Few things are more traumatic than surgery. While the nurses were prepping me for my latest procedure, my blood pressure started to spike. Every time they took a measurement it was way high. Puzzled, the OR nurse said, “Are you feeling OK Mr. Tobak?”
“Well, let me see. I haven’t had a thing to eat or drink since last night, I’m laying here half naked under blindingly bright lights, everyone is poking me with needles and some guy is about to come in and cut my hand open. Then I’m going to be in tremendous pain for days and recuperating for months. No, I guess I’m not feeling OK.”
So I didn’t actually say that, but I couldn’t tell her the truth either. You see a couple of weeks before I tripped while running up the stairs and somehow managed to slam my flank into the corner of a wall so hard it knocked the wind out of me. The pain was excruciating. Probably cracked a rib or two.
The day of the procedure the first thing they ask you after your name and birthday is “How are you feeling today.” If you say anything but “fine,” they scrap the whole thing and you’ve got to do the whole scheduling the busy surgeon / fasting / wife taking off work / mad dash to the surgery facility in early rush hour traffic thing all over again.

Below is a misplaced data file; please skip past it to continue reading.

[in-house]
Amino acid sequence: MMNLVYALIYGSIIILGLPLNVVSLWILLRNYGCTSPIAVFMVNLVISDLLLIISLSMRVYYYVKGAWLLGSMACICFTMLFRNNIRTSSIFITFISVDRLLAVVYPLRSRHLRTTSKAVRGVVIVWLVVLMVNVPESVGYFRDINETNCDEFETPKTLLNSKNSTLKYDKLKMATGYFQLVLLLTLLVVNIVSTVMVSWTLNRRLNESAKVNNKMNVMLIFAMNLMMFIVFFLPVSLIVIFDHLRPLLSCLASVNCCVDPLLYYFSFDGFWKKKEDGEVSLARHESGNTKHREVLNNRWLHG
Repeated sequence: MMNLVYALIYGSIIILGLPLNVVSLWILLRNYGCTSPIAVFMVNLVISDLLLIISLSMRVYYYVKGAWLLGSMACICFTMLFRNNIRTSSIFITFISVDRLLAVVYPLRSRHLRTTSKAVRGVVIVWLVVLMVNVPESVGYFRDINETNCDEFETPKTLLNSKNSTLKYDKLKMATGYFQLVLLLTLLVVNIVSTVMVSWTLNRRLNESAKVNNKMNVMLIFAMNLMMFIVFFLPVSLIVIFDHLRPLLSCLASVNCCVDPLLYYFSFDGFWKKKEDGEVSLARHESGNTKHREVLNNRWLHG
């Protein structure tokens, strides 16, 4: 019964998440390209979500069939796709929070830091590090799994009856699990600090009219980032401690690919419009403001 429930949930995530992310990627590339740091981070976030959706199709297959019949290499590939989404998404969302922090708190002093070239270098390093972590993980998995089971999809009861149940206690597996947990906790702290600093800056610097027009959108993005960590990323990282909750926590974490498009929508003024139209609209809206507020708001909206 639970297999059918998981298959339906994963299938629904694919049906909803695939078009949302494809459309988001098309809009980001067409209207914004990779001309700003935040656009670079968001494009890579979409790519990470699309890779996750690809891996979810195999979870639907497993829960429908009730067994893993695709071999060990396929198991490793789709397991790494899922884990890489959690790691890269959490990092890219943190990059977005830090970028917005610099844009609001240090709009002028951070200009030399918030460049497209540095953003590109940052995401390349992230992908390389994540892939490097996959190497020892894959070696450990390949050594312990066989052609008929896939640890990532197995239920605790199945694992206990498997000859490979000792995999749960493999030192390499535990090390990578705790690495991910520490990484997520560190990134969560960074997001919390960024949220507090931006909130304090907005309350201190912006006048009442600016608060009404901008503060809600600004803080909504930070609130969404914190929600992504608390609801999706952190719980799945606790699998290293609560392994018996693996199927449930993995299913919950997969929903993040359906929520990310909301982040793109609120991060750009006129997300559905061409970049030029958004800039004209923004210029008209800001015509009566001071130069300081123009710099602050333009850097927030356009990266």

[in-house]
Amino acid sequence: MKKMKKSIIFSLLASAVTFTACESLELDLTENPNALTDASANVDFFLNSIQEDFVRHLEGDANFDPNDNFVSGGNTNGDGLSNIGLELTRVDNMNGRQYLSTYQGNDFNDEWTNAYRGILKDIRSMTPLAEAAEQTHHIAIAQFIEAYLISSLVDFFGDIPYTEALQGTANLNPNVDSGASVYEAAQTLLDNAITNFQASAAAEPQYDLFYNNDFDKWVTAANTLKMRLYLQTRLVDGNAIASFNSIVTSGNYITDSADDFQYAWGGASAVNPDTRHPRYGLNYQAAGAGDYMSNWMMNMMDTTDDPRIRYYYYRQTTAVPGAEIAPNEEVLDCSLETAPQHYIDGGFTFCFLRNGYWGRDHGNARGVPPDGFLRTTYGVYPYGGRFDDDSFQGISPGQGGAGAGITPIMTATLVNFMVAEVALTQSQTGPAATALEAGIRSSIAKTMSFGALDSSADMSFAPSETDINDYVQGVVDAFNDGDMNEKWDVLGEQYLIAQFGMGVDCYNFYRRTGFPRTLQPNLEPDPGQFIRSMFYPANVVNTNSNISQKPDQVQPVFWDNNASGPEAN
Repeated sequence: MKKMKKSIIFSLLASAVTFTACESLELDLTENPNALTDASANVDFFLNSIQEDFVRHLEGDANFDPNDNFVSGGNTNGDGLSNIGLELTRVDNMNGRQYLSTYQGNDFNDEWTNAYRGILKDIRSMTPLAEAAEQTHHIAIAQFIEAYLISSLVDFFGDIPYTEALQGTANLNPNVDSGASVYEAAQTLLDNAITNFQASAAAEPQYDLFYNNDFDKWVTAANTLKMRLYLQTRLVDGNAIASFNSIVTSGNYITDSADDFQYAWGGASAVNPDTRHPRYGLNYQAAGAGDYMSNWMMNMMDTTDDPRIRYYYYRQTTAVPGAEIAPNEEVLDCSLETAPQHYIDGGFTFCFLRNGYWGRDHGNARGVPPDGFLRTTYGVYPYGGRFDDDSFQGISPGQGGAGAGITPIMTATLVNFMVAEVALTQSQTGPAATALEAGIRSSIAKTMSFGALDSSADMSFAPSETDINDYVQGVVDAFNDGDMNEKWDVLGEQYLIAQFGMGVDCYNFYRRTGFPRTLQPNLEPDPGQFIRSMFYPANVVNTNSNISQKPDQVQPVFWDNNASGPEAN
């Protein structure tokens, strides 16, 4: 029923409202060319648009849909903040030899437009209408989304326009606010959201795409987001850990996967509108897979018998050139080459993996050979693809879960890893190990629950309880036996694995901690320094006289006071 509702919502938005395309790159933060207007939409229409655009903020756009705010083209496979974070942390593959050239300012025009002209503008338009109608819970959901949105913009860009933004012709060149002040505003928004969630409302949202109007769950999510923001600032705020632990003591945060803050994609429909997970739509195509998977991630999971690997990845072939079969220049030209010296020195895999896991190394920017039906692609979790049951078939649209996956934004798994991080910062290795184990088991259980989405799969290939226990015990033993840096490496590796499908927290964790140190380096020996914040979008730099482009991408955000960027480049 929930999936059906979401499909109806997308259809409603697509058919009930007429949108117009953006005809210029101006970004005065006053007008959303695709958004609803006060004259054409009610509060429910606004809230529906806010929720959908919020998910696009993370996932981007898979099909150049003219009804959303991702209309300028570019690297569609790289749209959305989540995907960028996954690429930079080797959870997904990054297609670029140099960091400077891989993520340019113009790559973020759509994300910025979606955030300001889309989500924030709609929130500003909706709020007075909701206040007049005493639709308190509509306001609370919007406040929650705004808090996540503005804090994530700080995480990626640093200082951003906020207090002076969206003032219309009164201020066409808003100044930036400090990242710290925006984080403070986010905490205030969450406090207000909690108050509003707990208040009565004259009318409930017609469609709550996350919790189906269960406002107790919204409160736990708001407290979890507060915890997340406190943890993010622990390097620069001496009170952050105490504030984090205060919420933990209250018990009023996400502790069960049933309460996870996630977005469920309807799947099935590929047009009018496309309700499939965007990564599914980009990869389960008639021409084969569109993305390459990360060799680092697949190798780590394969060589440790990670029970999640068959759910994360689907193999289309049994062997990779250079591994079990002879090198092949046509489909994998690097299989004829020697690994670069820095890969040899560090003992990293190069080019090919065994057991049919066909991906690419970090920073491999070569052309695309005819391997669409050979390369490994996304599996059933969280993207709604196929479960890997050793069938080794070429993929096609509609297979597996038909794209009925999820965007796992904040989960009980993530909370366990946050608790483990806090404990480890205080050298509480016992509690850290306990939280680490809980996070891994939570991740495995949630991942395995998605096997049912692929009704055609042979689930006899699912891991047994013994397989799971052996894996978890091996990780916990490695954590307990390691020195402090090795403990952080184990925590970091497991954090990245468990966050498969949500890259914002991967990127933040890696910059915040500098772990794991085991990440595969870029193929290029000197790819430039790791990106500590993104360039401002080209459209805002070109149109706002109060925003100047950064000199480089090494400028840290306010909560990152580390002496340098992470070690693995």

That’s why my blood pressure spiked: My back was freaking killing me and somewhere in the back of my mind I imagined that when they transfer me from the gurney to the operating table a rib is going to pop out of my back or stab me through the heart and I’m going to bleed out.
Then I started freaking out that they’re going to scrap the procedure anyway because of my blood pressure, and Kim is going to be royally pissed because she told me to postpone it and hates that I never listen to her. That made my blood pressure spike even higher.
I eventually convinced the nurses that it’s all just a bout of white coat syndrome and all I really needed was for them to pump something good into that IV tube, so they gave up, made a note in my chart and that was that.
Wait, it gets better. Two months later I trip on some rocks and, making sure to protect my still recovering hand, fall awkwardly and break my foot. Two months after that it’s still not getting better. One guess what that means. Yup, surgery.
Image credit Young Frankenstein, 21st Century Fox